Chronic fatigue syndrome in the emergency department, by CR Timbol, JN Baraniuk in Open Access Emergency Medicine Vol 11, pp 15-28, [Published 11 January 2019]
Chronic fatigue syndrome (CFS) is a debilitating disease characterized by fatigue, postexertional malaise, cognitive dysfunction, sleep disturbances, and widespread pain. A pilot, online survey was used to determine the common presentations of CFS patients in the emergency department (ED) and attitudes about their encounters.
The anonymous survey was created to score the severity of core CFS symptoms, reasons for going to the ED, and Likert scales to grade attitudes and impressions of care. Open text fields were qualitatively categorized to determine common themes about encounters.
Fifty-nine percent of respondents with physician-diagnosed CFS (total n=282) had gone to an ED. One-third of ED presentations were consistent with orthostatic intolerance; 42% of participants were dismissed as having psychosomatic complaints. ED staff were not knowledgeable about CFS. Encounters were unfavorable (3.6 on 10-point scale). The remaining 41% of subjects did not go to ED, stating nothing could be done or they would not be taken seriously. CFS subjects can beidentified by a CFS questionnaire and the prolonged presence (>6 months) of unremitting fatigue, cognitive, sleep, and postexertional malaise problems.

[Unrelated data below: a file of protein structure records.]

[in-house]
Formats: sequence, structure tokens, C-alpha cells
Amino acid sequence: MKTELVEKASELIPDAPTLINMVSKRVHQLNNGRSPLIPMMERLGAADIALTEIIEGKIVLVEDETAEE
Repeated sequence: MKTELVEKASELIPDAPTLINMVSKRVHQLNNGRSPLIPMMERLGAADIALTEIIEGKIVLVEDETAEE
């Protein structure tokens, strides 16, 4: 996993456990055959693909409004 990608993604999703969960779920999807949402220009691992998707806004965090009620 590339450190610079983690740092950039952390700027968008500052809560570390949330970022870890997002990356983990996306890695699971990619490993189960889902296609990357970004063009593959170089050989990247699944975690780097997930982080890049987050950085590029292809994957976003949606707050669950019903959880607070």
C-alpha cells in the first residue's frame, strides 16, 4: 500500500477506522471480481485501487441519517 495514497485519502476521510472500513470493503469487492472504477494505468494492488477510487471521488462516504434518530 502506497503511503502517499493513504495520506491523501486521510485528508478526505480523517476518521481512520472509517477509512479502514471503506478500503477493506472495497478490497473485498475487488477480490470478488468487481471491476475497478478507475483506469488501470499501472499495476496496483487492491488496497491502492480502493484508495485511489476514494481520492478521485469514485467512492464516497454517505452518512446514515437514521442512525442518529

This is the first investigation of the presentation of CFS in the ED and indicates the importance of orthostatic intolerance as the most frequent acute cause for a visit. The self-report CFS questionnaire may be useful as a screening instrument in the ED. Education of ED staff about modern concepts of CFS is necessary to improve patient and staff satisfaction. Guidance is provided for the diagnosis and treatment of CFS in these
In the media:
Daily Mail: ‘It’s all in your head’: Half of patients with chronic fatigue
syndrome claim they are dismissed by doctors who say the
illness is psychological
Georgetown University press release: Perceptions of chronic fatigue syndrome in the emergency department